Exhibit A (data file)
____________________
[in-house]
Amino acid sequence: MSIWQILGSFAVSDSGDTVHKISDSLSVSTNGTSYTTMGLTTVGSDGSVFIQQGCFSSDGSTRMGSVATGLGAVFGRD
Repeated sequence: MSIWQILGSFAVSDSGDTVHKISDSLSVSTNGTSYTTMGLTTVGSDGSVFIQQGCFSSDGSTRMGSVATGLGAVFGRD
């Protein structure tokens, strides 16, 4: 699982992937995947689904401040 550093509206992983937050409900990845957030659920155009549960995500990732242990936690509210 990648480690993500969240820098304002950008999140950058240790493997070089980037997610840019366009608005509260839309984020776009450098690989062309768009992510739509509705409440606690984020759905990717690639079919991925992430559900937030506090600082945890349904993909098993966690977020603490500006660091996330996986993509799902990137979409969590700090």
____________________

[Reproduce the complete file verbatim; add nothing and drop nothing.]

[in-house]
Amino acid sequence: MSIWQILGSFAVSDSGDTVHKISDSLSVSTNGTSYTTMGLTTVGSDGSVFIQQGCFSSDGSTRMGSVATGLGAVFGRD
Repeated sequence: MSIWQILGSFAVSDSGDTVHKISDSLSVSTNGTSYTTMGLTTVGSDGSVFIQQGCFSSDGSTRMGSVATGLGAVFGRD
């Protein structure tokens, strides 16, 4: 699982992937995947689904401040 550093509206992983937050409900990845957030659920155009549960995500990732242990936690509210 990648480690993500969240820098304002950008999140950058240790493997070089980037997610840019366009608005509260839309984020776009450098690989062309768009992510739509509705409440606690984020759905990717690639079919991925992430559900937030506090600082945890349904993909098993966690977020603490500006660091996330996986993509799902990137979409969590700090």